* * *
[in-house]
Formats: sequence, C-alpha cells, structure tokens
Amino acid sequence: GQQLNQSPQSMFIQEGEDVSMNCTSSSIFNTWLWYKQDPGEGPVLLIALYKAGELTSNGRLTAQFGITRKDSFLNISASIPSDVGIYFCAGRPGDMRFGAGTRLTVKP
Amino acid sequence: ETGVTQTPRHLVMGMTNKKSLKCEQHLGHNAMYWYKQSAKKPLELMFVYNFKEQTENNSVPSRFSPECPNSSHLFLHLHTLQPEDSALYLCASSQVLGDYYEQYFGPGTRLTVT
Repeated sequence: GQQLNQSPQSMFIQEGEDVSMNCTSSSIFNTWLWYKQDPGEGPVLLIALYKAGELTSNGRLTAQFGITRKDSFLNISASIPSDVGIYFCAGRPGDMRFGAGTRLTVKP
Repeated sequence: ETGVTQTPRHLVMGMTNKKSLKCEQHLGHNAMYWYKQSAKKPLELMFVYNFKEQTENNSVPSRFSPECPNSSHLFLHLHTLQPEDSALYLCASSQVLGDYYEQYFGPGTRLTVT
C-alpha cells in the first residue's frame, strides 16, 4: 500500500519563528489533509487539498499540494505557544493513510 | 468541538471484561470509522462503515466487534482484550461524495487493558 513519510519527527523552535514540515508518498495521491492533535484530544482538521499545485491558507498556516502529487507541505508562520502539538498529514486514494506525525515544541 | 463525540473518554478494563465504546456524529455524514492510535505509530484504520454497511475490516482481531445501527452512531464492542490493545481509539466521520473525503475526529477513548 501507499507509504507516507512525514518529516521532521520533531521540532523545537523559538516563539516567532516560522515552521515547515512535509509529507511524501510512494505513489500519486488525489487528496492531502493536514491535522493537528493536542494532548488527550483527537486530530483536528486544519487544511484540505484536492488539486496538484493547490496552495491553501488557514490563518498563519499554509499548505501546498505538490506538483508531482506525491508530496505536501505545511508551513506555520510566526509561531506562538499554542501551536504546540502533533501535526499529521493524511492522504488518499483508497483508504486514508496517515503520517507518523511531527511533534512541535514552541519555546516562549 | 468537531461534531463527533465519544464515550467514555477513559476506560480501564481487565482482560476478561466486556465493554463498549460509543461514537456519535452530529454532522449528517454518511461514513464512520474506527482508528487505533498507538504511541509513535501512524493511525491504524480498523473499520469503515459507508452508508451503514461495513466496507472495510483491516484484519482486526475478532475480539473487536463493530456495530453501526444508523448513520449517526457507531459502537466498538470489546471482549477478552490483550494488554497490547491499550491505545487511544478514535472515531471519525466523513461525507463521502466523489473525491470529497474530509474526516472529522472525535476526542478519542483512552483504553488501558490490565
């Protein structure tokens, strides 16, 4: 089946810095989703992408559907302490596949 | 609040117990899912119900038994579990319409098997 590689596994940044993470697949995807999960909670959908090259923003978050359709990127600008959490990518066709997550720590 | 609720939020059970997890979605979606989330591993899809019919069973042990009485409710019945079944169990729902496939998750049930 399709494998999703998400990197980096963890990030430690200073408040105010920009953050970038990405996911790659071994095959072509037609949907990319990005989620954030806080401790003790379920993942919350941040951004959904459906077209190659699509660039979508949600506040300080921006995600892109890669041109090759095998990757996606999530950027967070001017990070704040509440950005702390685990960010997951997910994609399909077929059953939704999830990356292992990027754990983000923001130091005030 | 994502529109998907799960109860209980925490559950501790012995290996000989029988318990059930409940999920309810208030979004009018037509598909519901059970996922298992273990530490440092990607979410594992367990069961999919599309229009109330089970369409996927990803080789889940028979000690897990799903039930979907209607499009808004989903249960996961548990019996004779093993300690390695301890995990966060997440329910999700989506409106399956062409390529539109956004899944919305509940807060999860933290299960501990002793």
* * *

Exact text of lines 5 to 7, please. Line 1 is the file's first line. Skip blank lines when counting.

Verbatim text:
Repeated sequence: GQQLNQSPQSMFIQEGEDVSMNCTSSSIFNTWLWYKQDPGEGPVLLIALYKAGELTSNGRLTAQFGITRKDSFLNISASIPSDVGIYFCAGRPGDMRFGAGTRLTVKP
Repeated sequence: ETGVTQTPRHLVMGMTNKKSLKCEQHLGHNAMYWYKQSAKKPLELMFVYNFKEQTENNSVPSRFSPECPNSSHLFLHLHTLQPEDSALYLCASSQVLGDYYEQYFGPGTRLTVT
C-alpha cells in the first residue's frame, strides 16, 4: 500500500519563528489533509487539498499540494505557544493513510 | 468541538471484561470509522462503515466487534482484550461524495487493558 513519510519527527523552535514540515508518498495521491492533535484530544482538521499545485491558507498556516502529487507541505508562520502539538498529514486514494506525525515544541 | 463525540473518554478494563465504546456524529455524514492510535505509530484504520454497511475490516482481531445501527452512531464492542490493545481509539466521520473525503475526529477513548 501507499507509504507516507512525514518529516521532521520533531521540532523545537523559538516563539516567532516560522515552521515547515512535509509529507511524501510512494505513489500519486488525489487528496492531502493536514491535522493537528493536542494532548488527550483527537486530530483536528486544519487544511484540505484536492488539486496538484493547490496552495491553501488557514490563518498563519499554509499548505501546498505538490506538483508531482506525491508530496505536501505545511508551513506555520510566526509561531506562538499554542501551536504546540502533533501535526499529521493524511492522504488518499483508497483508504486514508496517515503520517507518523511531527511533534512541535514552541519555546516562549 | 468537531461534531463527533465519544464515550467514555477513559476506560480501564481487565482482560476478561466486556465493554463498549460509543461514537456519535452530529454532522449528517454518511461514513464512520474506527482508528487505533498507538504511541509513535501512524493511525491504524480498523473499520469503515459507508452508508451503514461495513466496507472495510483491516484484519482486526475478532475480539473487536463493530456495530453501526444508523448513520449517526457507531459502537466498538470489546471482549477478552490483550494488554497490547491499550491505545487511544478514535472515531471519525466523513461525507463521502466523489473525491470529497474530509474526516472529522472525535476526542478519542483512552483504553488501558490490565